I think it is important to keep in mind that family size is smaller than it has been in the past so all types of housing are housing fewer people and therefore fewer children. This trend means the people require more units but do not all want, need or can afford the same large spacious McMansion. Also, many people are developing an interest in minimalism - not buying as much stuff as they want to enjoy experiences instead of paying for stuff and the space to store it and then pay taxes on this space. We will have an ever increasing number of too large homes -- why not use that existing space so we don't have to eat up more raw land for every new housing unit. Of course there is a need for new units (for greater variety and in different locations) but allowing the configuration of the exisitng dwellings to be adjusted to meet the needs of the market can help our towns, help our local businesses have both employees and customers. Think of how many housing types this audience has lived in in their lives
Delia Fey
01:42:14
this goes to show that people just like us need these housing types.
Jim Perras
01:42:38
Also we are seeing inclusionary zoning measures baked into POCDs without builder incentives, essentially making cost prohibitive to build multi-fam in those towns.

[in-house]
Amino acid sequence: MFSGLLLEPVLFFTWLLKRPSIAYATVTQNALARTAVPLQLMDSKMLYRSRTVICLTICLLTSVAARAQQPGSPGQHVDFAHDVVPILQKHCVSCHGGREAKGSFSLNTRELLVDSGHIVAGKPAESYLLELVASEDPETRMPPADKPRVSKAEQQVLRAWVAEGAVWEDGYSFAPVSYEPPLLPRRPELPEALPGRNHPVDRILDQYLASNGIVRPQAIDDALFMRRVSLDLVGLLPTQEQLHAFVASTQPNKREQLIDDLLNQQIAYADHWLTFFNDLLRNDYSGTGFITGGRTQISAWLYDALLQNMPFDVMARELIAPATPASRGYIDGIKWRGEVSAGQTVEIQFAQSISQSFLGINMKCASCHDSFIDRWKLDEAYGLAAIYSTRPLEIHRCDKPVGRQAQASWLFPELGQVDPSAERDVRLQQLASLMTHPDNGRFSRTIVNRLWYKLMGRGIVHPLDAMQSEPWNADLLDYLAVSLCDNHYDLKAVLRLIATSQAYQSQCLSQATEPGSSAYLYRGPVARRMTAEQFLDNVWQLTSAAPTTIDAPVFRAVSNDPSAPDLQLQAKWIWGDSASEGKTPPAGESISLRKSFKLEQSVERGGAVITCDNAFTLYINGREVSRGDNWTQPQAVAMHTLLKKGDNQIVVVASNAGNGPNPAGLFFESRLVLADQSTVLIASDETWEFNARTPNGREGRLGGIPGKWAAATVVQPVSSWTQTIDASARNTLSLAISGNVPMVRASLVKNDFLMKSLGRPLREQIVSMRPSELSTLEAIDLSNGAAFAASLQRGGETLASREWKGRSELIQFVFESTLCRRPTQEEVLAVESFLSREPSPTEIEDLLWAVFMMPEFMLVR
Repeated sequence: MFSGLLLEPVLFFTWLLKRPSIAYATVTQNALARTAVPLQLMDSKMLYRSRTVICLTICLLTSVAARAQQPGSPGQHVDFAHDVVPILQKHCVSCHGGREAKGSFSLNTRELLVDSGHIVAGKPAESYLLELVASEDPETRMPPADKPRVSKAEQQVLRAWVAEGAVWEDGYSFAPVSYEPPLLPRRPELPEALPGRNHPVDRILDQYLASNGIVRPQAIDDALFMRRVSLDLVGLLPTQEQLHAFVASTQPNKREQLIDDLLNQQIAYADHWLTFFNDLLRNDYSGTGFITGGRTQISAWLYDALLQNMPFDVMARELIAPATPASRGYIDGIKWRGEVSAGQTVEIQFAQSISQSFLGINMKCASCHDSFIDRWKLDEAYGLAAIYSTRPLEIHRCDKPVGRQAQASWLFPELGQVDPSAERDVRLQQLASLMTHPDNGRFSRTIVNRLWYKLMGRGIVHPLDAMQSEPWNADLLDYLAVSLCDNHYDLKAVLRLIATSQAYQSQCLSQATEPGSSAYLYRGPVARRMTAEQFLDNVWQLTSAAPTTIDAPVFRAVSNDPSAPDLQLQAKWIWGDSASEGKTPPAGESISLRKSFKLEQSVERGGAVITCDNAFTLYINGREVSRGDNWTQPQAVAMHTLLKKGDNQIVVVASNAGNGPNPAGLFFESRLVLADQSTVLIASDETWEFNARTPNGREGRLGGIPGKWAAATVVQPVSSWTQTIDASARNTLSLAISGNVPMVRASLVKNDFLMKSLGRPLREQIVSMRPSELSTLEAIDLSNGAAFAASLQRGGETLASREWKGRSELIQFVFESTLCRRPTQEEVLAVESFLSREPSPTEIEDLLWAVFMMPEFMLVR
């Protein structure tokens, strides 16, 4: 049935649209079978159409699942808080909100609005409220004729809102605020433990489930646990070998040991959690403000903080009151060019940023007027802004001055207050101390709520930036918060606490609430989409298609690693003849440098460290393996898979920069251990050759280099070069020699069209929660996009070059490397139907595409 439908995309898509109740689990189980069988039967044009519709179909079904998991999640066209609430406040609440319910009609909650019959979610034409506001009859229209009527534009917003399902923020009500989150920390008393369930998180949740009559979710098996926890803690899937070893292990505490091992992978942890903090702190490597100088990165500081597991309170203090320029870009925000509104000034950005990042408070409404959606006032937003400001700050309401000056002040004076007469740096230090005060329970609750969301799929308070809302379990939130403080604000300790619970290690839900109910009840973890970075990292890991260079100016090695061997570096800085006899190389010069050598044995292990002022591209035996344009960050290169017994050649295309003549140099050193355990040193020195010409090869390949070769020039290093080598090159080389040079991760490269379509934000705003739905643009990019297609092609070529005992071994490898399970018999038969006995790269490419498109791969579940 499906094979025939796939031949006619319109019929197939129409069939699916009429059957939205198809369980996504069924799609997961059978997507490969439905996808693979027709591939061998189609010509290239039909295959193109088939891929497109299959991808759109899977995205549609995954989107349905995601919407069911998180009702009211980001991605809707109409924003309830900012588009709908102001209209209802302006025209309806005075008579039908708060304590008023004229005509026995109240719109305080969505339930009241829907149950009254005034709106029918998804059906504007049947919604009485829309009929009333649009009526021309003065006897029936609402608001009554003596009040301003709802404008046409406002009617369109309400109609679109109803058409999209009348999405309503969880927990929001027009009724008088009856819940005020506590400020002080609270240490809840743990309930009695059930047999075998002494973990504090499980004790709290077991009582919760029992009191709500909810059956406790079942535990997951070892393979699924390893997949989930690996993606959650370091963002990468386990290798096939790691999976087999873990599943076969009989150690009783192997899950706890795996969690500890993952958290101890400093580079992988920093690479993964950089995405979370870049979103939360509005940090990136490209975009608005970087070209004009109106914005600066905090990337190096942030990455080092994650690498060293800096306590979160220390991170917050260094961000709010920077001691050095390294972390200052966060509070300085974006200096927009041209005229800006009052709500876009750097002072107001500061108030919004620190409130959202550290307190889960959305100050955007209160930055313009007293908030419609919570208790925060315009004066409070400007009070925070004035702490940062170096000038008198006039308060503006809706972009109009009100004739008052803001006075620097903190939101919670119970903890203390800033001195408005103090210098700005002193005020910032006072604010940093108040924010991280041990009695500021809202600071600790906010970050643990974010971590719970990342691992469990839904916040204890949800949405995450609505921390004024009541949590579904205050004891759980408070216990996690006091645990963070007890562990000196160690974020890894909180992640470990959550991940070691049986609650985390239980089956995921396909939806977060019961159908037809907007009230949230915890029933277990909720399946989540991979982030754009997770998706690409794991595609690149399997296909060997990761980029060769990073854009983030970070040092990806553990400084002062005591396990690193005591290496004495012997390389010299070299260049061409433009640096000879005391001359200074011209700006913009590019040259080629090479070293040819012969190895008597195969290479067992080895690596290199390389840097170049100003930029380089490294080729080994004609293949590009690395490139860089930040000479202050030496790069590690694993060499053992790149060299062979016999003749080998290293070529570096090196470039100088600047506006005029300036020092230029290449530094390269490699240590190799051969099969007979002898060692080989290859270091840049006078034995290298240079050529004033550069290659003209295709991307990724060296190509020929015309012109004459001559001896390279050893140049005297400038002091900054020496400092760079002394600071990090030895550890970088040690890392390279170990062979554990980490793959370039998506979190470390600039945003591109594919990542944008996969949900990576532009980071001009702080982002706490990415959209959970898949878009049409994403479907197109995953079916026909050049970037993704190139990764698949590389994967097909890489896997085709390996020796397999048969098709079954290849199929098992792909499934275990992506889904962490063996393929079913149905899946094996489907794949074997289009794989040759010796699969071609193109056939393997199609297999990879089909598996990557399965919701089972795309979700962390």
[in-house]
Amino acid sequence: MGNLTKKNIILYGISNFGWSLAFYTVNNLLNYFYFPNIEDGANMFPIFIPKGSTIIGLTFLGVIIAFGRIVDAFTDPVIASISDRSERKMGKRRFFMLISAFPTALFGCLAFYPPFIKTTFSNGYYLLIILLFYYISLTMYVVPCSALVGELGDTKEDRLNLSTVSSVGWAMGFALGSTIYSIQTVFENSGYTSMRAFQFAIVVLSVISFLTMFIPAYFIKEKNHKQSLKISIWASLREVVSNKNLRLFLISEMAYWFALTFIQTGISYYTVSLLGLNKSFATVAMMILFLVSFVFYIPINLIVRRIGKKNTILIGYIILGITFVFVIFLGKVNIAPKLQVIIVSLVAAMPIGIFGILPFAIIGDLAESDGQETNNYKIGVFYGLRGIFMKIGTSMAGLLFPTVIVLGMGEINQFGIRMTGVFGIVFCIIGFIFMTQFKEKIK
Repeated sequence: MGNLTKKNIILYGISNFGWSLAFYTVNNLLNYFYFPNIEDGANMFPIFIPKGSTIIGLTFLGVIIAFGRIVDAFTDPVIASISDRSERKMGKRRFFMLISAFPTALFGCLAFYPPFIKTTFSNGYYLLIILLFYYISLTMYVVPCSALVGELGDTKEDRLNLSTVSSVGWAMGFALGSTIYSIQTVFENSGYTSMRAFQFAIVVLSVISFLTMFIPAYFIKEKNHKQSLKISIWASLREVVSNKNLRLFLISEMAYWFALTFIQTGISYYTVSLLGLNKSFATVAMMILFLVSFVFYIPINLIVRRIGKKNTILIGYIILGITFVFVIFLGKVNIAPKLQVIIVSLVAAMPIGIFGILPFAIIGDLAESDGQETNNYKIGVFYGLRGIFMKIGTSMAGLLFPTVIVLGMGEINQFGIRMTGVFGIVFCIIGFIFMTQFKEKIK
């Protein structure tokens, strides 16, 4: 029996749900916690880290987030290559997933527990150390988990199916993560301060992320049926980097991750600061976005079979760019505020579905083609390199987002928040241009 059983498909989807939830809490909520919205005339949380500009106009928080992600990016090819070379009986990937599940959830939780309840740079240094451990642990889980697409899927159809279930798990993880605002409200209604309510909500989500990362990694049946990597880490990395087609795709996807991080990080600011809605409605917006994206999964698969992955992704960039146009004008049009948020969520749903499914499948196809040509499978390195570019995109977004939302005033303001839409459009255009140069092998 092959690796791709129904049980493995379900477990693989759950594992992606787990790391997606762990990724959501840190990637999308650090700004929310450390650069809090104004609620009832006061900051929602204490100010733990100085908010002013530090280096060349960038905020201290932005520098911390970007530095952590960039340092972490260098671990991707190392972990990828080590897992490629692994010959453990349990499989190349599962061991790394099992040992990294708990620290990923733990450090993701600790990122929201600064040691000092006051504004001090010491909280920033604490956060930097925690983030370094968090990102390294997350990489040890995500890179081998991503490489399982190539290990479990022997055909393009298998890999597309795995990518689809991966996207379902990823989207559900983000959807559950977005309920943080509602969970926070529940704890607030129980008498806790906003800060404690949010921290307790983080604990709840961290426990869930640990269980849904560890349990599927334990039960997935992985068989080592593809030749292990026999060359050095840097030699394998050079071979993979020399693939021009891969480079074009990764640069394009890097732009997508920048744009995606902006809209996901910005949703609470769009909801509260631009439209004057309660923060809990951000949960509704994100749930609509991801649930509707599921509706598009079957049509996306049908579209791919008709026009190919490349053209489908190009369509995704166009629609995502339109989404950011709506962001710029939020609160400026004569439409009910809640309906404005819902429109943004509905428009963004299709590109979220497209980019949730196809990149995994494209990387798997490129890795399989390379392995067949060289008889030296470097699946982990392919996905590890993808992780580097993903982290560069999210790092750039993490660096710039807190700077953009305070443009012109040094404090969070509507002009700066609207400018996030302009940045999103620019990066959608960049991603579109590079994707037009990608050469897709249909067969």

Peter DeMallie
01:47:00
Eric Santini and his firm have created excellent MF communities. I have had family members who resided in them, and loved the environment. I was sorry to learn that his recent MF proposal in Vernon was denied in the face of neighborhood (NIMBY) opposition. We need to address this.
Bob Friedmann
01:47:33
My town has high land cost, yet has approved five 8-30g developments without any $ subsidies. Why should town $ be required to build what is needed?
Sara Bronin
01:49:13
@DeliaFey - Yes, agreed. Our hope is that we will be able to achieve both - first, reconfiguration of some existing units (including the most obsolete ones), and second, enable the creation of the kind of housing we know the market wants. One big issue, which @EricSantini talks about, is that the commissions don’t understand necessarily the extent of their decisions. They may be well-meaning but they are untrained and don’t realize how much their decisions are impacting the state. They don’t have an incentive to make their neighbors mad to change their codes. That’s why we have to have a broader approach based on data and information. It’s imperative for all of us to try to make a good faith effort to try to work on this.
Peter DeMallie
01:49:47
Unless a MF zone change application is made under 8-30g, it is nearly impossible to overturn a denial in the courts. Very risky.
Bob Friedmann
01:52:47
IF you mean a regulation text change, I agree. If the regs allow MF with local design as-of-right, then there should not even be a denial.
Craig Minor
01:55:48